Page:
Little Gidding is famous now because the name is the title of the fourth of Eliot’s Four Quartets. Eliot of course knew about Ferrar and visited Little Gidding himself, which was the occasion for his writing the fourth quartet. I want to say something about Ferrar and his community at Little Gidding, and then something about Eliot’s poetic evocation of Little Gidding, in the context of tracing one theme, among the many themes, which run through Four Quartets as a whole. Ferrar and Eliot both instantiate great achievements of the Anglican spirit.

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Ivan Illich, Catholic Theologian (Part II):

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Ivan Illich, Catholic Theologian (Part II):

Illich And Catholic Social Teaching

Colin Miller

In a previous essay in these pages,1 I argued that for Ivan Illich the modern world is at its heart the doxological betrayal of Catholicism, an idolatrous technocratic liturgy prohibiting the true cultus from which it is ultimately derived. Like all cults, modern tools seek to subsume all of life into their rites, and yet, perhaps as never before, these rites mask their character as foreign with a new set of fundamental certainties feigning Christian truth. So the trusting, hopeful, fleshy, useless eucharistic liturgy is replaced by various systems expected to deliver a terrestrial salvation in the cathedrals of medicine, education, transport, and cybernetics. The Church’s irreducible personalism—the contingent particularity of embodied existence in space and time—is abstracted into possibilities and risk management and explained by behaviorism as the way things have to be. Persons become manipulatable concepts. The body becomes a chartable system in need of upkeep, its once salutary suffering first taxonomized and then reduced to a minimum. The pursuit of truth is separated from a tradition-bound way of life and replaced with bare, un-situated nominalist “information,” and a moral order reducible to the play of power. In this world, subsistence work or gendered practice dissolves under economic analysis into interchangeable units of “activity” always vulnerable to being unmasked as inequitable instances of the will to power and the violation of rights. This, for Illich, is the corruption of the best, which is the worst.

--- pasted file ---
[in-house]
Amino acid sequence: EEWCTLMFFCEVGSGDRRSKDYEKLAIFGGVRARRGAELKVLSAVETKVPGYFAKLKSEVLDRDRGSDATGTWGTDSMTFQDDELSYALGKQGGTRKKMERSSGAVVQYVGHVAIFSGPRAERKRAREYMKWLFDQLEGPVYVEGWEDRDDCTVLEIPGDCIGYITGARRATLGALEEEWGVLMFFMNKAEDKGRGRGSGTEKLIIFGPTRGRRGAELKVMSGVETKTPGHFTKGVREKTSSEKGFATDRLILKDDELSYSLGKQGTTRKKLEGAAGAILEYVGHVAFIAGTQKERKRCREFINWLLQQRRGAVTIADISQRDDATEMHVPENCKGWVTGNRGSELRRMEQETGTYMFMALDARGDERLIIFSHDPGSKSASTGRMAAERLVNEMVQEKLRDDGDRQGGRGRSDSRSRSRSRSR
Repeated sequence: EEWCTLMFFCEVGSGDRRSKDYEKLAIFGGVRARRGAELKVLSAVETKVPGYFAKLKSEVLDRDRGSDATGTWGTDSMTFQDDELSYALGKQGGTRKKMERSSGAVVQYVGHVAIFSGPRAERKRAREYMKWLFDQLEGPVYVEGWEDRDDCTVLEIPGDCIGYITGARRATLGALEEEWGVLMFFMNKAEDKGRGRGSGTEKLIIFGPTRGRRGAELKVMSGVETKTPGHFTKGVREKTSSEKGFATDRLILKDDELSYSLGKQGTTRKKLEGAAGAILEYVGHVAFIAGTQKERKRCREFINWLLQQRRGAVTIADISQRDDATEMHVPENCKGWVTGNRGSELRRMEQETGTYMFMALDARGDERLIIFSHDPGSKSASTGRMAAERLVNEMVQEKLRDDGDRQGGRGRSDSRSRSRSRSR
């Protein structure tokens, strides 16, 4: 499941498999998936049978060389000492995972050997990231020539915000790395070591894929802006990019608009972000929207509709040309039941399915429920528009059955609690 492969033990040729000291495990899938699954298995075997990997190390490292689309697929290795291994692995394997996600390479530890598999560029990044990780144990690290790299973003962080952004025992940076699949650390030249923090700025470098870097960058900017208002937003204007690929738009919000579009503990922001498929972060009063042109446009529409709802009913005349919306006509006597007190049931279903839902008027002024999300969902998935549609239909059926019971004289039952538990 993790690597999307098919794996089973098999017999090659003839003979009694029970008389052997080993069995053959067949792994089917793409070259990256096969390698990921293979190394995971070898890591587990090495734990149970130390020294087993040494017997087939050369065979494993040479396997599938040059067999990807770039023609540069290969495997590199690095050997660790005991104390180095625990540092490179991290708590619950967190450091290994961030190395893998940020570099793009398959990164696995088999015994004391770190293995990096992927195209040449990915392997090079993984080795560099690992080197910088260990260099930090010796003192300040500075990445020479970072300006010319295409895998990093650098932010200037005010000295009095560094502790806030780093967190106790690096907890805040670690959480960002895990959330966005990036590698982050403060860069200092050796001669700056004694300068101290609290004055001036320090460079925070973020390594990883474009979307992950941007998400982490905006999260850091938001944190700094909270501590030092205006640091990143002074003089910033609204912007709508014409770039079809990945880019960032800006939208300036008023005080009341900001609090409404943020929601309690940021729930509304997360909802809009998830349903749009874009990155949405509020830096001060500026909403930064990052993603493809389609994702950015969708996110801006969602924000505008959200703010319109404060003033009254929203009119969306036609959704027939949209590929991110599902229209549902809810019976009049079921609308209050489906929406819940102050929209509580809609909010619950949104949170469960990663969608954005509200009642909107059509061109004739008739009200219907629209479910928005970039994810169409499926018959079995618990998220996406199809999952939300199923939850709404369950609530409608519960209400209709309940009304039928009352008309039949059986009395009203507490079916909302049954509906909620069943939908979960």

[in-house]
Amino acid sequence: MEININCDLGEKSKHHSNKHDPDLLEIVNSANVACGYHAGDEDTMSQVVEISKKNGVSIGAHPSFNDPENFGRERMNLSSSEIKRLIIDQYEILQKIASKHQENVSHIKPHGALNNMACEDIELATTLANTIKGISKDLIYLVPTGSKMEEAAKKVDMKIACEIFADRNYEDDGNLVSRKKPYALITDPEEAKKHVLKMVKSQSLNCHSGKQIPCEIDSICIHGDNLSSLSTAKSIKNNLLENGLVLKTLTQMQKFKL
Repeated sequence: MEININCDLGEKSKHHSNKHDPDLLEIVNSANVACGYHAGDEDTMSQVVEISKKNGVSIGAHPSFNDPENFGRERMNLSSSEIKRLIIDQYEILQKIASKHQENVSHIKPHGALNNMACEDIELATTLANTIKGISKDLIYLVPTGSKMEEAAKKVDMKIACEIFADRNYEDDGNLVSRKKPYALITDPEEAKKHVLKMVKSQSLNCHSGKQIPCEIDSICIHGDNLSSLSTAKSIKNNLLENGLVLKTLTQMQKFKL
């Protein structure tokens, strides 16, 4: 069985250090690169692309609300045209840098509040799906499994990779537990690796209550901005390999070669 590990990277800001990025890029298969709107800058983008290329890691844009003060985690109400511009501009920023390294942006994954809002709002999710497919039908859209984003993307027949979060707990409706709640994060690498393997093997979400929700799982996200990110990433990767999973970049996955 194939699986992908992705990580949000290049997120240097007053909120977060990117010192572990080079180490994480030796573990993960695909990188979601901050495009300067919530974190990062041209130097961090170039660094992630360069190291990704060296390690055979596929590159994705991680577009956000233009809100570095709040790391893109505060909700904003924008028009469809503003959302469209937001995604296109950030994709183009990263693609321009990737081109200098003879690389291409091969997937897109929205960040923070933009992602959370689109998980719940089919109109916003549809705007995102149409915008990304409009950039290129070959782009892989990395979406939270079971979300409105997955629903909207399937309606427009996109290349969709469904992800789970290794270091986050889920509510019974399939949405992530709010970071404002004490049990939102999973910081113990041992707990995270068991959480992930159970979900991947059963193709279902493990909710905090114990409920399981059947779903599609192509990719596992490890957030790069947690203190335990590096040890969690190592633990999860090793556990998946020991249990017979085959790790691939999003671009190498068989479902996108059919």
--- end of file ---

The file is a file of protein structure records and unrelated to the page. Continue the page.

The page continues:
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The Catholic Spirit of Protestantism

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The Catholic Spirit of Protestantism

A Very Methodist Take on the Third Article, Visible Unity, and Ecumenism

Tom Greggs

Protestants have a reputation for being schismatic. Were it not enough that they broke with Rome in the sixteenth century, Protestants, from the very off, have been divided among themselves: Luther and Zwingli could not find agreement over the nature of Holy Communion at the Marburg Colloquy; more profoundly, Radical and Magisterial Reform divided; and ever since the Reformation, there has been division upon division of churches who have all protested against their parent church that it has not proclaimed Scripture or performed church practice or celebrated the sacraments or ordered itself or articulated its doctrine correctly. Moving to Scotland in recent years, I have been particularly aware of this propensity to divide. Reading Scottish church history can feel a little similar to reading a script from an episode of Dallas: unending fall outs, divisions, and divorces, followed by the odd makeup and ostentatiously glamorous wedding. Diagrams of Protestant church history can bear an unhealthy similarity to complex plumbing maps, with lines dividing off and coming back together in almost inscrutable ways. It is rumoured indeed that one particularly narrow and exclusive Protestant sect even has a hymn that goes: